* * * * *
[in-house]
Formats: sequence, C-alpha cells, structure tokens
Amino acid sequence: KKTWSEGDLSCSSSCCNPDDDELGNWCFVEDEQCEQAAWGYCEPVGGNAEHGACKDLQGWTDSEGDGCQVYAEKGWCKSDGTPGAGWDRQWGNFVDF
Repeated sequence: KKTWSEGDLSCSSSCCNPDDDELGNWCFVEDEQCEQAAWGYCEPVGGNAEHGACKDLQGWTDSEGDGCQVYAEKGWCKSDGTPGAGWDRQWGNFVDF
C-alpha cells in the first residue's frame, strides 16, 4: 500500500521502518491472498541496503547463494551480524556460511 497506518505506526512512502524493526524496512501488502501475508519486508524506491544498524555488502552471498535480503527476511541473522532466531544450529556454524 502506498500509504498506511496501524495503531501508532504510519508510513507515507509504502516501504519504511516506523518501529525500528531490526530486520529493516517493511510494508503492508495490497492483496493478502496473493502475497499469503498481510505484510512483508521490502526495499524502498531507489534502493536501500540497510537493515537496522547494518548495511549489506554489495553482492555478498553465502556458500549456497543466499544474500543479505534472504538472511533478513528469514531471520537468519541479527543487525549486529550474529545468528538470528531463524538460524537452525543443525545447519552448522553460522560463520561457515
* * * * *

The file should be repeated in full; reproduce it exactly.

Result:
[in-house]
Formats: sequence, C-alpha cells, structure tokens
Amino acid sequence: KKTWSEGDLSCSSSCCNPDDDELGNWCFVEDEQCEQAAWGYCEPVGGNAEHGACKDLQGWTDSEGDGCQVYAEKGWCKSDGTPGAGWDRQWGNFVDF
Repeated sequence: KKTWSEGDLSCSSSCCNPDDDELGNWCFVEDEQCEQAAWGYCEPVGGNAEHGACKDLQGWTDSEGDGCQVYAEKGWCKSDGTPGAGWDRQWGNFVDF
C-alpha cells in the first residue's frame, strides 16, 4: 500500500521502518491472498541496503547463494551480524556460511 497506518505506526512512502524493526524496512501488502501475508519486508524506491544498524555488502552471498535480503527476511541473522532466531544450529556454524 502506498500509504498506511496501524495503531501508532504510519508510513507515507509504502516501504519504511516506523518501529525500528531490526530486520529493516517493511510494508503492508495490497492483496493478502496473493502475497499469503498481510505484510512483508521490502526495499524502498531507489534502493536501500540497510537493515537496522547494518548495511549489506554489495553482492555478498553465502556458500549456497543466499544474500543479505534472504538472511533478513528469514531471520537468519541479527543487525549486529550474529545468528538470528531463524538460524537452525543443525545447519552448522553460522560463520561457515